It was never going to be a traditional World Cup.
Innovating in the Middle East and playing for the first time during the European winter, it was always going to look and feel different.
Qatar has been described by some as the host of the most controversial World Cup tournament, with criticism ranging from alleged corruption in the bidding process to a callous disregard for human rights.
It is undoubtedly fair to shine a light on the deaths and conditions endured by migrant workers to make this tournament happen, as well as LGBTQ and women’s rights, although some Qataris might wonder why their country made the leap. come under such intense criticism as countries with questionable human rights records, or laws that restrict the freedoms of certain members of society, have also hosted major sporting events in recent years.
The last World Cup was held in Russia, for example, a country that has banned anyone from promoting same-sex relationships or suggesting that non-heterosexual orientations are “normal.”
But the world is complicated and full of contradictions, and hosting a major sporting event is more than just a country’s politics. It is also about its culture and its people, their hopes and dreams.
Over the past four weeks, this small Gulf state has truly become a global village. Fans from all 32 teams, along with supporters from many other countries, mingled cheek by jowl in a way that had never been possible in previous tournaments, which were spread over much larger geographical areas.
At times, it was hard to tell who was cheering on whom as processions of cheering fans followed drummers through Souq Waqif, a market in downtown Doha, drunk solely with the joy of the shared experience.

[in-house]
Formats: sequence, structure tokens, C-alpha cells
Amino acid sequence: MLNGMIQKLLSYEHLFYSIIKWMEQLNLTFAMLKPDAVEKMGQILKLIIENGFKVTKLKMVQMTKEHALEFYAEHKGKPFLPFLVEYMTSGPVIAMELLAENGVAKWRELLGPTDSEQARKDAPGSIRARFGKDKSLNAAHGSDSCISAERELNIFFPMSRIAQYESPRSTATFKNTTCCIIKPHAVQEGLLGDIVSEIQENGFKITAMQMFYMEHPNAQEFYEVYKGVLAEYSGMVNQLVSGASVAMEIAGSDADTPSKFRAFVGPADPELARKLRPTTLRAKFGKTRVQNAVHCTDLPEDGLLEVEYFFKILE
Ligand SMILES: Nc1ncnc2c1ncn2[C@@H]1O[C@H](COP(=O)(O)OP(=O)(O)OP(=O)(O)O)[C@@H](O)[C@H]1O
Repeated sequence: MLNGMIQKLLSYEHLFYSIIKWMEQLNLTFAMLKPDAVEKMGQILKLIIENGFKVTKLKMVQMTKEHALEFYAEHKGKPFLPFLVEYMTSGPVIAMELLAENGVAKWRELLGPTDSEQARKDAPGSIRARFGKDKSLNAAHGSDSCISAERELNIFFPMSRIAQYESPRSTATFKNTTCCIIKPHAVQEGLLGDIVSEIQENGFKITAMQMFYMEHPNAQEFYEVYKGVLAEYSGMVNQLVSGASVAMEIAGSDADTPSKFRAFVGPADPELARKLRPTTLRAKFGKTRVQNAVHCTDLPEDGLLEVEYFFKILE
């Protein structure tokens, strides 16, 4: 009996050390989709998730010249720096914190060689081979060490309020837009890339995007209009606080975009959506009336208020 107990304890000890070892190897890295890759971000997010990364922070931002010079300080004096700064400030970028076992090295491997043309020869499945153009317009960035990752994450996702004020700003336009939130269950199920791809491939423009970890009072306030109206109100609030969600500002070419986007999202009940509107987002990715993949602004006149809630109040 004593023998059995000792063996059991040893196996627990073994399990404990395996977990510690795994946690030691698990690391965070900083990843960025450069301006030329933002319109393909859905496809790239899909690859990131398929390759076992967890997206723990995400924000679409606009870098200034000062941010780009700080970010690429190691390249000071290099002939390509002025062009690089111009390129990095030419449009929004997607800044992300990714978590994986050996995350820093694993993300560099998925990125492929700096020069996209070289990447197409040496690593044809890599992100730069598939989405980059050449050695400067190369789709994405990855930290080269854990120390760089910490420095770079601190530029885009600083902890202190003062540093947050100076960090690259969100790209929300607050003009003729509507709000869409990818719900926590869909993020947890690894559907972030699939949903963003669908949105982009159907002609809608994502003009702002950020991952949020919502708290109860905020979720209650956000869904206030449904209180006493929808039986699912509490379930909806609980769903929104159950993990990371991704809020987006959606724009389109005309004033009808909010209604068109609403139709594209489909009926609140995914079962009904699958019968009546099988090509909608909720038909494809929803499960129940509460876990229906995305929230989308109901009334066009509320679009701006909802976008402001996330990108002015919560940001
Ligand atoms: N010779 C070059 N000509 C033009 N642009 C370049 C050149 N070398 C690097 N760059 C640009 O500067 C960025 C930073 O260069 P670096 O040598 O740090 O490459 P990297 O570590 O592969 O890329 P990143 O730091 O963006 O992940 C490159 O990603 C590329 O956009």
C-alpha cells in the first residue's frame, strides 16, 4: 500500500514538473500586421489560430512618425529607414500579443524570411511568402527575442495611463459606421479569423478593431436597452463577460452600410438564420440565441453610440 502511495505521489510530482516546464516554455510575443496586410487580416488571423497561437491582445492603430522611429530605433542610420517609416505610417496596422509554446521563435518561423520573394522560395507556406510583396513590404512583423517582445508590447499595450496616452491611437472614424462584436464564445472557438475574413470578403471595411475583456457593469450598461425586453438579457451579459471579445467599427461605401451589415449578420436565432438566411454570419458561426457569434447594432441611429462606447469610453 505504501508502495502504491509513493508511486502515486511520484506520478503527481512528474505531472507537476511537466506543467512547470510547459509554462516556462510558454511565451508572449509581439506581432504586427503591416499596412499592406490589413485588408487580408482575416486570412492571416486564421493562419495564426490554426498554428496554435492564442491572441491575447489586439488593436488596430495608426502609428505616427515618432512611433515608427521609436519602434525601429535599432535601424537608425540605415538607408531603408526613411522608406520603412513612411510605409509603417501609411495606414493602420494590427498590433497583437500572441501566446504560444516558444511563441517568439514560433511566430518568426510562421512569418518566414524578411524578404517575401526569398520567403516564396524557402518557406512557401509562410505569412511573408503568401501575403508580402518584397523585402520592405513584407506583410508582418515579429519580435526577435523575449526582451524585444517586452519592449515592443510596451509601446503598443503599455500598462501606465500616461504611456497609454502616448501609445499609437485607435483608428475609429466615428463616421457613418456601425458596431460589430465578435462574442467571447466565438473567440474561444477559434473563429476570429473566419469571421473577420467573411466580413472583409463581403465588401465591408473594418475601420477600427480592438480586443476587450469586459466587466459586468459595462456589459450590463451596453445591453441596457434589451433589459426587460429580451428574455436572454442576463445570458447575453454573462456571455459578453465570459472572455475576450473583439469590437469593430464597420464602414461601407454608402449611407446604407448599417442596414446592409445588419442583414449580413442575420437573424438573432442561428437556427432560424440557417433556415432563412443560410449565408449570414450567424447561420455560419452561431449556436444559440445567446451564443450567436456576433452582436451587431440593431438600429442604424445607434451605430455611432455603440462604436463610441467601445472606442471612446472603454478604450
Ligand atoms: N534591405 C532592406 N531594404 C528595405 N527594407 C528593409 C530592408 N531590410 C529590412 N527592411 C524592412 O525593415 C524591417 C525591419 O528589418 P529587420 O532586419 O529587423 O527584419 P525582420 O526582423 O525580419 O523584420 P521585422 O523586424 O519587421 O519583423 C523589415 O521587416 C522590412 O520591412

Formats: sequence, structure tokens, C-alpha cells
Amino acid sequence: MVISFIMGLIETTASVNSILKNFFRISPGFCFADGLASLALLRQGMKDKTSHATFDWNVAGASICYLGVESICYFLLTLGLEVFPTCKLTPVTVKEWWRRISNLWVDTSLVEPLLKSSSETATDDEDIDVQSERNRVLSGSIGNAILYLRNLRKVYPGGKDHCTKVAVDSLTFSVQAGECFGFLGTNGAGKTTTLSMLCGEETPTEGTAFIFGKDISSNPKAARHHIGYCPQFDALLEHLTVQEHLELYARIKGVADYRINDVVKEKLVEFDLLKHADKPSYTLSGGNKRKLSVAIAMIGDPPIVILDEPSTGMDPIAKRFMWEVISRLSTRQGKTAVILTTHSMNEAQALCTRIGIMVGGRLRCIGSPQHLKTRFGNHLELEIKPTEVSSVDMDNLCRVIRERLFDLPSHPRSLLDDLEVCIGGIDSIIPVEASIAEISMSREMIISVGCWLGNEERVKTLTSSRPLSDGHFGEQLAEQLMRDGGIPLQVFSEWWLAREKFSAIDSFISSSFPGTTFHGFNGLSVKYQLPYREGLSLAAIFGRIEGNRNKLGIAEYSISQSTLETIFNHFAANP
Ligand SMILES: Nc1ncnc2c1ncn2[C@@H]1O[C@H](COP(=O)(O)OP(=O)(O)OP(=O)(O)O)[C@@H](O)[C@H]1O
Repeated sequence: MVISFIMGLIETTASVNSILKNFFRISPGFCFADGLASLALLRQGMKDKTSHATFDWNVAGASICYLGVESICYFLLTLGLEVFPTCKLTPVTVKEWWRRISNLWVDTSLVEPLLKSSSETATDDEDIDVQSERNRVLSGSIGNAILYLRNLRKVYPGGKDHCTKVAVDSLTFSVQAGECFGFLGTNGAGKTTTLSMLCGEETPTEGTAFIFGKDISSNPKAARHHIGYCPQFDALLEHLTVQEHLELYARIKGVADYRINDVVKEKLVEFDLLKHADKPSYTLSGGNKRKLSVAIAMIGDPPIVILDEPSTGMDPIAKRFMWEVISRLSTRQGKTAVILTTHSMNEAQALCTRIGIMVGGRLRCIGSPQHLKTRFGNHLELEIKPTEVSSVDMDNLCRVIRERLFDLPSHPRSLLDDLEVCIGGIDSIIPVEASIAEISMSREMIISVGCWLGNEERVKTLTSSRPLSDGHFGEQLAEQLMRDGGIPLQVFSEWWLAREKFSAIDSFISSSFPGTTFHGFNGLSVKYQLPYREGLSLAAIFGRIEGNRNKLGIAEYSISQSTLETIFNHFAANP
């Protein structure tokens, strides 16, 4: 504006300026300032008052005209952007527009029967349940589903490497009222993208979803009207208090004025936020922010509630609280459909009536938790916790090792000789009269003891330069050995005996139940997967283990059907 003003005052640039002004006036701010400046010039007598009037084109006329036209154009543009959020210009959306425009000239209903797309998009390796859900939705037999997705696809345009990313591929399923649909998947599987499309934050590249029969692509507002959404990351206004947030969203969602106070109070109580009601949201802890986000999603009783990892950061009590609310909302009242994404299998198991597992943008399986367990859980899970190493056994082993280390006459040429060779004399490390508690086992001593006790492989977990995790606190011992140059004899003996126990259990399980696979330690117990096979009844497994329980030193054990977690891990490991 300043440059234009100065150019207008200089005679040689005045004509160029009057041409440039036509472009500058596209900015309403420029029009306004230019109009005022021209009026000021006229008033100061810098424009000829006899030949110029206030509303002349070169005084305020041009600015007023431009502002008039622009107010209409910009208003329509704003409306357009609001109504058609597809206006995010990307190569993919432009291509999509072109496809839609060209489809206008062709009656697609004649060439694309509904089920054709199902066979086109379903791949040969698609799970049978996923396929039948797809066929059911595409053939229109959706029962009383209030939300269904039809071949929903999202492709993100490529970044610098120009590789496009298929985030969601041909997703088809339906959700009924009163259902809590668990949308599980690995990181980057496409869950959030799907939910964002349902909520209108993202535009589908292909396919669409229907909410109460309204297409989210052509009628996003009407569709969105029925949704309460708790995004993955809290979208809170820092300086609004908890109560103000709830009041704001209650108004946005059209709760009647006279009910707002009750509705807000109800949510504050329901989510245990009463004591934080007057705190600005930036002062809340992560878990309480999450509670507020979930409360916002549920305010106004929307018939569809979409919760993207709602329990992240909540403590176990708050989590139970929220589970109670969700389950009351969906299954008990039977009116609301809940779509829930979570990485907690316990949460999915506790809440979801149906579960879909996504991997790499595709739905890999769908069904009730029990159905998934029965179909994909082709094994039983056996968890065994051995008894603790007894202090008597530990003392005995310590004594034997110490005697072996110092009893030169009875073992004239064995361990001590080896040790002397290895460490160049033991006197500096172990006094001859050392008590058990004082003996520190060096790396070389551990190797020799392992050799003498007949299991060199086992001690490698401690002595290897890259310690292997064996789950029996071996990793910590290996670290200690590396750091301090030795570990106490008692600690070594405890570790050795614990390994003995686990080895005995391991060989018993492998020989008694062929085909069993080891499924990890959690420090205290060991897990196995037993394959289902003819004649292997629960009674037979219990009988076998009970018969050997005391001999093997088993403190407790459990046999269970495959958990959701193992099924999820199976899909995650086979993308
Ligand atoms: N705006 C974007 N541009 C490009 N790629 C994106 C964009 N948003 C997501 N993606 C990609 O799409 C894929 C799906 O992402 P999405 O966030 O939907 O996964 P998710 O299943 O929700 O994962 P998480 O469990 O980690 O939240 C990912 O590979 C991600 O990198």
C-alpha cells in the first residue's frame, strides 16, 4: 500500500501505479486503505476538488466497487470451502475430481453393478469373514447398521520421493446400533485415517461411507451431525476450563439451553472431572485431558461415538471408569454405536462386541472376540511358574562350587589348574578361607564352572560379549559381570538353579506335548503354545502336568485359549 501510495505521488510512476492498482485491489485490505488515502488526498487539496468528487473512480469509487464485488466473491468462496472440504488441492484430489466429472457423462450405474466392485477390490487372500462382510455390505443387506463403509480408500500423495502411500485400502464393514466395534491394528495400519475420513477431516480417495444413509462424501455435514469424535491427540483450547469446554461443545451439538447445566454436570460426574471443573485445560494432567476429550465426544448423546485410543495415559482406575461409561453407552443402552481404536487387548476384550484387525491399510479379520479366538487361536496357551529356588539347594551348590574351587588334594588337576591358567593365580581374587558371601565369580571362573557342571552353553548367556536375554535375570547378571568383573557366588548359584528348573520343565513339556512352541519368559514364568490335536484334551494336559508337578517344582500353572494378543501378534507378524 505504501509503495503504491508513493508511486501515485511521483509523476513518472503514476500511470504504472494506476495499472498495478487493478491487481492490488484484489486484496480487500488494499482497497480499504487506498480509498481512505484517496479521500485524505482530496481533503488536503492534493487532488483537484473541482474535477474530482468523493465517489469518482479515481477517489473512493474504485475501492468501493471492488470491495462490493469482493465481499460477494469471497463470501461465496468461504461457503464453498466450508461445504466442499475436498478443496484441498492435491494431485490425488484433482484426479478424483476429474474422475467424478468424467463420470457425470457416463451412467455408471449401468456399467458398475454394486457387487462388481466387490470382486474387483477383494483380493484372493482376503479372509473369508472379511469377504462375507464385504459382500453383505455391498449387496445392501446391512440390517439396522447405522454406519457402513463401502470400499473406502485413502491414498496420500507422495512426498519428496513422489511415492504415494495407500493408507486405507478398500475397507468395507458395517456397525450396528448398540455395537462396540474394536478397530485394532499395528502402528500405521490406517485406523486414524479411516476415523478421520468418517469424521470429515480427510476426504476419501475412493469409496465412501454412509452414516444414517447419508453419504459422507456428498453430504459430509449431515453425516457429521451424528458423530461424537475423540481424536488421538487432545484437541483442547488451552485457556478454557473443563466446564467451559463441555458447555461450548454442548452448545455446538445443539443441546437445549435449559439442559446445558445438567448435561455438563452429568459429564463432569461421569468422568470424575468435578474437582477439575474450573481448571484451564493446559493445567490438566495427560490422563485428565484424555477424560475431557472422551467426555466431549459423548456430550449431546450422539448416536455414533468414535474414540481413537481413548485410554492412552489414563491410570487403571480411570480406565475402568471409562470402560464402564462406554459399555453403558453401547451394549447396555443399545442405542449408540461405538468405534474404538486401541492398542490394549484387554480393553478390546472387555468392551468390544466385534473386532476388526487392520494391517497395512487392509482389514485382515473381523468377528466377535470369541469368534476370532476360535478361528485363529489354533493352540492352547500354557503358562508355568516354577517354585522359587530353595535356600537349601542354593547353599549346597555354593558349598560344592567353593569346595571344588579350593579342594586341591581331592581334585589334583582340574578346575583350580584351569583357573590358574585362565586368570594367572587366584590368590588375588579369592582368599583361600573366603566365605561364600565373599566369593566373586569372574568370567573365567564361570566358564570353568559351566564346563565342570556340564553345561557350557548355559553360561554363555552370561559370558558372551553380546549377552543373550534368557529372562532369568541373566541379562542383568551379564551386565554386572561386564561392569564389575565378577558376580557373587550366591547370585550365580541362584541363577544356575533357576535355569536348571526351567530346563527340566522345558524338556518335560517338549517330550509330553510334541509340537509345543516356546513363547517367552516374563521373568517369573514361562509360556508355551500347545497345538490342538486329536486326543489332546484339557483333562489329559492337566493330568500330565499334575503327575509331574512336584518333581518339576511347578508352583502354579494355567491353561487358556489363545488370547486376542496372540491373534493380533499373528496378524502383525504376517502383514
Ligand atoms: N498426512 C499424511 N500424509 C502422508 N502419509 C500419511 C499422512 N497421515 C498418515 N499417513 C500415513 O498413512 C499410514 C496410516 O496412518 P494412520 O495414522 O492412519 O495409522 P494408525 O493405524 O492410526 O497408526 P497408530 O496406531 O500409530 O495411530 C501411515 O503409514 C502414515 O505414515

“The atmosphere here in Qatar is like a Moroccan wedding,” a fan told CNN at the height of the festivities. “When everyone enjoys the music and sings, it’s like a big party.”
Morocco’s thrilling run to the semi-finals was a watershed moment for the sport, the first time a team outside of Europe and South America reached the final week in the tournament’s 92-year history.
But even before the Atlas Lions’ emotional victory over Portugal, it was already Africa’s most successful World Cup, just like for Asia, which saw three teams – Japan, Korea South and Australia – qualifying for the Round of 16 for the first time ever. In 2005, world governing body FIFA ratified Australia’s move from the Oceania Football Confederation to the Asian Football Confederation.
There were certainly matches that will be remembered for years.
Saudi Arabia scored an unmatched result beating Argentina in their opening game, while Iran managed to shine despite protests and violence in their home country with admirable performances against the Wales and the United States.
It was a tournament in which underdogs challenged the old world order and won universal respect for it.
Moroccan fan Boubker Benna told CNN he believes the message of this World Cup is self-determination.
“You may be an outsider,” he said, “but if you do your job, you can achieve really great things. That’s what [Morocco head coach] Walid Regragui tries to prove. And that’s what Morocco is trying to prove.
It’s not uncommon to see African fans supporting other teams from their continent, but it was particularly striking to witness the shared joy in Qatar, where CNN spoke with fans from Egypt, from Syria, Sudan, Algeria, Saudi Arabia and the Palestinian territories. , all cheering for Morocco in the final stages.
“If France plays, you will only find French people supporting their team, never England or Germany behind them. And I don’t know why,” explained Moroccan fan Adam Marzoug.
He continued, “That’s why it’s special for Arab, Muslim and African countries. That’s what makes us strong in every tournament, it’s just the beginning.